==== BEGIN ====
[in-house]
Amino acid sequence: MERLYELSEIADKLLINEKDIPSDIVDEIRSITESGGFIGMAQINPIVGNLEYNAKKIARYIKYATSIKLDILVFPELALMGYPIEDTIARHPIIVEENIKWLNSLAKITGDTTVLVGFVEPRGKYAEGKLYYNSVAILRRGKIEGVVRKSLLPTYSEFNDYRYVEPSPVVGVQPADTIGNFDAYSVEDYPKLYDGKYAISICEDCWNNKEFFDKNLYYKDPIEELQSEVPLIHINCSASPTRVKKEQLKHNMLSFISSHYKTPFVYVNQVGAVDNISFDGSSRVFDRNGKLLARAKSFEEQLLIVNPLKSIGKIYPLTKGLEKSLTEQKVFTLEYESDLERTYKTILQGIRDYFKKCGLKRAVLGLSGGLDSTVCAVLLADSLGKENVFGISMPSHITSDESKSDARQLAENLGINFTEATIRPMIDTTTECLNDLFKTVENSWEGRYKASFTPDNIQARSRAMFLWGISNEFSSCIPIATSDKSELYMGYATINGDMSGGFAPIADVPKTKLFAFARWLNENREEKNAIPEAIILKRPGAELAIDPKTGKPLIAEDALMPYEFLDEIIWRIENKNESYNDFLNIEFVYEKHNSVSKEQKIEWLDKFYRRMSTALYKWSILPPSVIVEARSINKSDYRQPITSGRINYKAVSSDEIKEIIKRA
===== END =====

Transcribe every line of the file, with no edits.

[in-house]
Amino acid sequence: MERLYELSEIADKLLINEKDIPSDIVDEIRSITESGGFIGMAQINPIVGNLEYNAKKIARYIKYATSIKLDILVFPELALMGYPIEDTIARHPIIVEENIKWLNSLAKITGDTTVLVGFVEPRGKYAEGKLYYNSVAILRRGKIEGVVRKSLLPTYSEFNDYRYVEPSPVVGVQPADTIGNFDAYSVEDYPKLYDGKYAISICEDCWNNKEFFDKNLYYKDPIEELQSEVPLIHINCSASPTRVKKEQLKHNMLSFISSHYKTPFVYVNQVGAVDNISFDGSSRVFDRNGKLLARAKSFEEQLLIVNPLKSIGKIYPLTKGLEKSLTEQKVFTLEYESDLERTYKTILQGIRDYFKKCGLKRAVLGLSGGLDSTVCAVLLADSLGKENVFGISMPSHITSDESKSDARQLAENLGINFTEATIRPMIDTTTECLNDLFKTVENSWEGRYKASFTPDNIQARSRAMFLWGISNEFSSCIPIATSDKSELYMGYATINGDMSGGFAPIADVPKTKLFAFARWLNENREEKNAIPEAIILKRPGAELAIDPKTGKPLIAEDALMPYEFLDEIIWRIENKNESYNDFLNIEFVYEKHNSVSKEQKIEWLDKFYRRMSTALYKWSILPPSVIVEARSINKSDYRQPITSGRINYKAVSSDEIKEIIKRA